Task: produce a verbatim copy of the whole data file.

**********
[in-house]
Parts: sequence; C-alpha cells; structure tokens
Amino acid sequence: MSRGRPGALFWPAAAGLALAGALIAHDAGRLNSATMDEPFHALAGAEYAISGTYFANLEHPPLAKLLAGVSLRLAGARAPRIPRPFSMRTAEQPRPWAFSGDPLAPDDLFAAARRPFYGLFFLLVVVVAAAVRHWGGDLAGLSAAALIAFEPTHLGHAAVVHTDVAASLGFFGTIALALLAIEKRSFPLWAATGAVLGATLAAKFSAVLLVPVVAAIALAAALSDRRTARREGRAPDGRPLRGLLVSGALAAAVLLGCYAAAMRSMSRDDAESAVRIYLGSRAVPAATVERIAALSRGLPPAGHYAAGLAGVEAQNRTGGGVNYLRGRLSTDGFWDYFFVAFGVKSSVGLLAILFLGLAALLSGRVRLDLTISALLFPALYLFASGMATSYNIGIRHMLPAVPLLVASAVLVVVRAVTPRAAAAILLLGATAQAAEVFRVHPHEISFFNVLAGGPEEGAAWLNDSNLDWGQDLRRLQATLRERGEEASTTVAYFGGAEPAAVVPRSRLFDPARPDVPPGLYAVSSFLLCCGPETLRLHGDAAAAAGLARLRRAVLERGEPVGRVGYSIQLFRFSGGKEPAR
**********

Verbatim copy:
[in-house]
Parts: sequence; C-alpha cells; structure tokens
Amino acid sequence: MSRGRPGALFWPAAAGLALAGALIAHDAGRLNSATMDEPFHALAGAEYAISGTYFANLEHPPLAKLLAGVSLRLAGARAPRIPRPFSMRTAEQPRPWAFSGDPLAPDDLFAAARRPFYGLFFLLVVVVAAAVRHWGGDLAGLSAAALIAFEPTHLGHAAVVHTDVAASLGFFGTIALALLAIEKRSFPLWAATGAVLGATLAAKFSAVLLVPVVAAIALAAALSDRRTARREGRAPDGRPLRGLLVSGALAAAVLLGCYAAAMRSMSRDDAESAVRIYLGSRAVPAATVERIAALSRGLPPAGHYAAGLAGVEAQNRTGGGVNYLRGRLSTDGFWDYFFVAFGVKSSVGLLAILFLGLAALLSGRVRLDLTISALLFPALYLFASGMATSYNIGIRHMLPAVPLLVASAVLVVVRAVTPRAAAAILLLGATAQAAEVFRVHPHEISFFNVLAGGPEEGAAWLNDSNLDWGQDLRRLQATLRERGEEASTTVAYFGGAEPAAVVPRSRLFDPARPDVPPGLYAVSSFLLCCGPETLRLHGDAAAAAGLARLRRAVLERGEPVGRVGYSIQLFRFSGGKEPAR